Your first clue to what the sound level will be during your meal at STK is the DJ booth, which sits prominently, raised like a pulpit, at the entrance to the dining room. Let’s just get this out of the way, folks: This isn’t a place for quiet conversation.
But the food is quite good, and the menu, under the direction of chef James O’Donnell, thoughtfully goes beyond the meat that the vowel-less name would suggest.
But meats are done very nicely. The Loin Strip was beautifully grilled with a nice char on the outside. Inside, the meat was just short of the requested medium rare, but none of us complained.
I took advantage of the special offering of Prime Rib Cap, a.k.a butcher’s butter, which should give you an idea of its texture. This is what people have in mind when they say the meat was so tender it could melt in your mouth.
One of my companions chose the Florida Grouper, a perfect case in point that the kitchen is just as serious about sfd as stk. The fillet had a beautiful pan-seared glow, which was enhanced by truffle lobster brown butter.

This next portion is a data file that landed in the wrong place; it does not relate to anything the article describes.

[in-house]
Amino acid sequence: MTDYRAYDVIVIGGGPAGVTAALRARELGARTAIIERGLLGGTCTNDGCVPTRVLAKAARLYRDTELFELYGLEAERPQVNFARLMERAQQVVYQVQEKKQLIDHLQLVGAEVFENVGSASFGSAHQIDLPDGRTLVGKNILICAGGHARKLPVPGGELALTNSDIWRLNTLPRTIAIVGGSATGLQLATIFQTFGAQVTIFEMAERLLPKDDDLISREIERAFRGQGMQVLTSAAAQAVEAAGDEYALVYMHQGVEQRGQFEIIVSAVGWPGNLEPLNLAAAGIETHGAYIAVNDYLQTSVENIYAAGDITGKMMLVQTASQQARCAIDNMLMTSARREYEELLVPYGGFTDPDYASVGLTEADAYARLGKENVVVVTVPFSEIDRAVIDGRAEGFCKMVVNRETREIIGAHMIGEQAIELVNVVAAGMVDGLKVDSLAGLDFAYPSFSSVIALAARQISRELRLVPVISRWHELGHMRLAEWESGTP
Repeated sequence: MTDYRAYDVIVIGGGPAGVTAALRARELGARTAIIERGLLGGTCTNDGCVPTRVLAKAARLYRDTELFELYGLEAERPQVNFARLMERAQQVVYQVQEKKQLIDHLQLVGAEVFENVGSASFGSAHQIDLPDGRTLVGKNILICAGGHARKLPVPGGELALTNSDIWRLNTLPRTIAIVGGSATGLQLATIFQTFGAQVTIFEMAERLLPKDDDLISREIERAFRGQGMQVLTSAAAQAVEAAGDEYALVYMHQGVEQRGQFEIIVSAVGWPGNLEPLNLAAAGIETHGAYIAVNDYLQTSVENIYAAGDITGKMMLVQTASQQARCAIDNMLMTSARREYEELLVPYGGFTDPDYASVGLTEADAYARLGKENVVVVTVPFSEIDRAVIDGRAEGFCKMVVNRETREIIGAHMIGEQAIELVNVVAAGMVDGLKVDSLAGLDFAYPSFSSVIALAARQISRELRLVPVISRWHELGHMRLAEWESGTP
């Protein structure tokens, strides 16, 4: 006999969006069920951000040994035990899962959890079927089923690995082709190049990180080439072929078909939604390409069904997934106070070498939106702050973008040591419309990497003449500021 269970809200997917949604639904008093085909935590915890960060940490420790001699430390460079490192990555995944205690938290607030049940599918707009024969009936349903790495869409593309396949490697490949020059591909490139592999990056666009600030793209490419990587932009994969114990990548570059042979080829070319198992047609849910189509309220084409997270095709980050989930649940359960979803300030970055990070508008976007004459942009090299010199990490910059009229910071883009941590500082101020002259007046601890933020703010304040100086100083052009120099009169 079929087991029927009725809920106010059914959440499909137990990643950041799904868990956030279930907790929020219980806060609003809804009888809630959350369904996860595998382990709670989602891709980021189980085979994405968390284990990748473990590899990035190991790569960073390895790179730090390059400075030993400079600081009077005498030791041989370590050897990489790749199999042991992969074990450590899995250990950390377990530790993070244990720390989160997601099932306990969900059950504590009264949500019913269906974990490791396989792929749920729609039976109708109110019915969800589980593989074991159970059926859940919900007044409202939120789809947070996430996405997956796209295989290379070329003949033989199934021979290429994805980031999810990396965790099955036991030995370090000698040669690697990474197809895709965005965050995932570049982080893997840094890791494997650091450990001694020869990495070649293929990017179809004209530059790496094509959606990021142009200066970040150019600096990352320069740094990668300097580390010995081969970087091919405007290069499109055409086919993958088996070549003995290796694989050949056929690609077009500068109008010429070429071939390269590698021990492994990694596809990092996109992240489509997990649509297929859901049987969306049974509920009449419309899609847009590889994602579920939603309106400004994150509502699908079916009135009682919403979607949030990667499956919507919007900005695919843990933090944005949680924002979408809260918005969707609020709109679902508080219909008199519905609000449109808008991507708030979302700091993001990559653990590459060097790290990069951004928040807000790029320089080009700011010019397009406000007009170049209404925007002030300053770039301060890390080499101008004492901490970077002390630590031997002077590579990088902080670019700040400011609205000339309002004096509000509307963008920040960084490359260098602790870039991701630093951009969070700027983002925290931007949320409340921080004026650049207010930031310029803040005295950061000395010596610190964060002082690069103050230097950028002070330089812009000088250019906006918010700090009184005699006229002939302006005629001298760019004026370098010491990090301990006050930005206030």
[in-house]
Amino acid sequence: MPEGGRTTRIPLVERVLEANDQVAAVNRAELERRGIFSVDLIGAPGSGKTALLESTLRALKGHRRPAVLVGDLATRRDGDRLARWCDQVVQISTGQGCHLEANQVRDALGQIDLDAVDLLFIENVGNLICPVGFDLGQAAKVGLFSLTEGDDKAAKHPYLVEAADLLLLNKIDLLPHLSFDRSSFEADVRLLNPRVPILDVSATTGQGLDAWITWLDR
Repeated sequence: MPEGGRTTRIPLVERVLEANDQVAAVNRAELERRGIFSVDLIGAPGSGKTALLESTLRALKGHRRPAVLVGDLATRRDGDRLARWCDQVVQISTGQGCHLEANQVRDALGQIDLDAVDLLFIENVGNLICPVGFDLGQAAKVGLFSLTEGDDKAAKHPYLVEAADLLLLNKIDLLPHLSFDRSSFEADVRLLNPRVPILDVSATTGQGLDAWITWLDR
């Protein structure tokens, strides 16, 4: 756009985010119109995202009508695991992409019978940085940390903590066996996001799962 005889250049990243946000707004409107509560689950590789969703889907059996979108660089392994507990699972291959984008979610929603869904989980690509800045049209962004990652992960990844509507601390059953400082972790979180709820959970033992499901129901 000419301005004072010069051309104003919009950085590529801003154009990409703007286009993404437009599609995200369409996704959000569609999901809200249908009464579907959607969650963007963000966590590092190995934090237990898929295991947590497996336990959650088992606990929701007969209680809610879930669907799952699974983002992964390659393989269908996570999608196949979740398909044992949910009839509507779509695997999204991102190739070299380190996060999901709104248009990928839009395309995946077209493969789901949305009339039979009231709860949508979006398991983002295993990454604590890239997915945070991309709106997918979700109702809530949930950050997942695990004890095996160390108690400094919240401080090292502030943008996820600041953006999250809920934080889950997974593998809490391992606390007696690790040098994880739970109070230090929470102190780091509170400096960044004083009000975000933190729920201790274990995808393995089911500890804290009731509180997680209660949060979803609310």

On the front side of the meal, we had enjoyed the Burrata, which was actually only a minor player in an ensemble cast that included beautiful heirloom tomatoes and Serrano ham.
Seared Scallops were perfect, maybe better than perfect with the short rib marmalade that accompanied.
I think I liked the purple potatoes served with the Grilled Octopus better than the octopus, which was quite good itself.
Desserts are designed to impress, at least visually. The Mini Ice Cream Cone Sampler was cute. The Warm Baked Cookie was too much.
STK has two levels and multiple moods among them. Upstairs is a more casual dining area than the tufted booths of the main room downstairs. There is also a balcony overlooking the springs of Disney Springs. And no, it isn’t any quieter out there.